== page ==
Here’s a little story to help people who have trouble understanding the importance of affirmative consent and why “No Means No” is not always enough.
You’re in your front yard, doing some yard work (planting bulbs or trimming bushes or whatever it is you do) and your neighbour passes by on his way to the mailbox. You say hello.
Your neighbour takes your greeting as an invitation to stick around and chat, which is okay. He is a nice enough guy and you two have a cordial relationship.
After chatting about the weather and that local sports team, you get into some personal topics like what your relationship with your parents is like, the things on your bucket list, and your aspirations for your career.
You’re enjoying yourself and getting along well.
During a lull in your long and pleasant conversation, your neighbour takes advantage of friendliness, and says “It’s okay if I just pop into your house right?” as he opens your front door and lets himself into your home, leaving you standing on your front lawn with dirt under your fingernails and a look of confusion.
You don’t want him in there. Sure he was really nice to you, but you didn’t feel comfortable inviting him in. And, yeah, he asked if it was okay before he entered, but everything happened so fast that you barely had time to process it, let alone respond. He seems like a good guy, so he probably doesn’t have bad intentions but all the same you have a bad feeling about the whole thing.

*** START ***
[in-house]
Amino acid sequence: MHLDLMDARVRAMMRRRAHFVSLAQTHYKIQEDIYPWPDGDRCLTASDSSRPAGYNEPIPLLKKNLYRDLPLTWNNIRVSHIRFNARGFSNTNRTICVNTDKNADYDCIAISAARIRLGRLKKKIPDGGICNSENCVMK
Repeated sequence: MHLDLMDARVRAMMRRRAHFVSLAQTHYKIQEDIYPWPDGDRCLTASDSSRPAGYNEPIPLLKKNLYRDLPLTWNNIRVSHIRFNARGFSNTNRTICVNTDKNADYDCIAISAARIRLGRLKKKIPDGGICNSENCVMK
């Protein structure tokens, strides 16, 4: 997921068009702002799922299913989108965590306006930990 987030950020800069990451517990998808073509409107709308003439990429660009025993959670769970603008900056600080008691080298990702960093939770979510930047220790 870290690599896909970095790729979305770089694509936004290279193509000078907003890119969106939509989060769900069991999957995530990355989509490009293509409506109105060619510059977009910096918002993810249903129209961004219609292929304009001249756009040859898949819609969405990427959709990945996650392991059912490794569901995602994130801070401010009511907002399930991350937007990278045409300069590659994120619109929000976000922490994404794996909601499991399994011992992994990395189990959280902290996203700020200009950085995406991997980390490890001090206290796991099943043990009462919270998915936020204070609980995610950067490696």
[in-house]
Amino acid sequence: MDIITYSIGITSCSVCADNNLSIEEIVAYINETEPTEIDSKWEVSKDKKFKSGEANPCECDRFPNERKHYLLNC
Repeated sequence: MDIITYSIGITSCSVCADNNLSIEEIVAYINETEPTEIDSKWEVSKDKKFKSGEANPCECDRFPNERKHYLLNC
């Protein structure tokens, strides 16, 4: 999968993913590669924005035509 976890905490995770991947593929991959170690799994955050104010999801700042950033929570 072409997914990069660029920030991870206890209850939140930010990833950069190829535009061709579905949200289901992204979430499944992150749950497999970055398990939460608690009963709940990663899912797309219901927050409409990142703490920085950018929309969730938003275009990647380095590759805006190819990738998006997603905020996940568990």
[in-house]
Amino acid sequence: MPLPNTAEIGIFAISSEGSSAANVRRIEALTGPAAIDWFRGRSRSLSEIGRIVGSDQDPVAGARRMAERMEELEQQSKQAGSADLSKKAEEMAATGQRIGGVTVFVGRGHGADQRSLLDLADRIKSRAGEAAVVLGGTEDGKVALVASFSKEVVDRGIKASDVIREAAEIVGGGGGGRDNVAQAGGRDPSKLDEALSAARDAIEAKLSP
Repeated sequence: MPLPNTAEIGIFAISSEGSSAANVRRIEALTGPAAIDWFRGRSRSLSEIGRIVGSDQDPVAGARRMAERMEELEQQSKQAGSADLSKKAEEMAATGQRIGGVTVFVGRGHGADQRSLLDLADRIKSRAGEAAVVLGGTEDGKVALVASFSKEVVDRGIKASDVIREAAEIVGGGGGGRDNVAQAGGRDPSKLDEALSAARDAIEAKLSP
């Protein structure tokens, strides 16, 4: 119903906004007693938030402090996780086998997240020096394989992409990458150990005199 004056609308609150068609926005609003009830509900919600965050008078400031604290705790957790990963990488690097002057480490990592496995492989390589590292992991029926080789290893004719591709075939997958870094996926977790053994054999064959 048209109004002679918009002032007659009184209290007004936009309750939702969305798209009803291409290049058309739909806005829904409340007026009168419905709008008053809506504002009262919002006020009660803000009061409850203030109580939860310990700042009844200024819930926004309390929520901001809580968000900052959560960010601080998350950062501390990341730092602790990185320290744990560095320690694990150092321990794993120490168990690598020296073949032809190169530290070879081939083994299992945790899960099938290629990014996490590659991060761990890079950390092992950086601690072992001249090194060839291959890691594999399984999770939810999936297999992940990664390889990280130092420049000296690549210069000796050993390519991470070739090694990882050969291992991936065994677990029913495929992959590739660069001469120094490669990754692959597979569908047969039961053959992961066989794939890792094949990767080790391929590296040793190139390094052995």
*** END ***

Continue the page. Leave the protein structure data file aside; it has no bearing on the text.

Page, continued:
Then, before you know it, your neighbour comes out your front door after rifling through your things and upsetting the balance of your home in a way that makes you feel uneasy.
“I really didn’t want you to go into my house. You shouldn’t have done that,” you finally find the nerve to say.
“Well, you didn’t say no,” he responds. He continues on his walk to the mailbox as if the whole situation were without consequence and leaves you to put back together the mess he just made inside your personal space.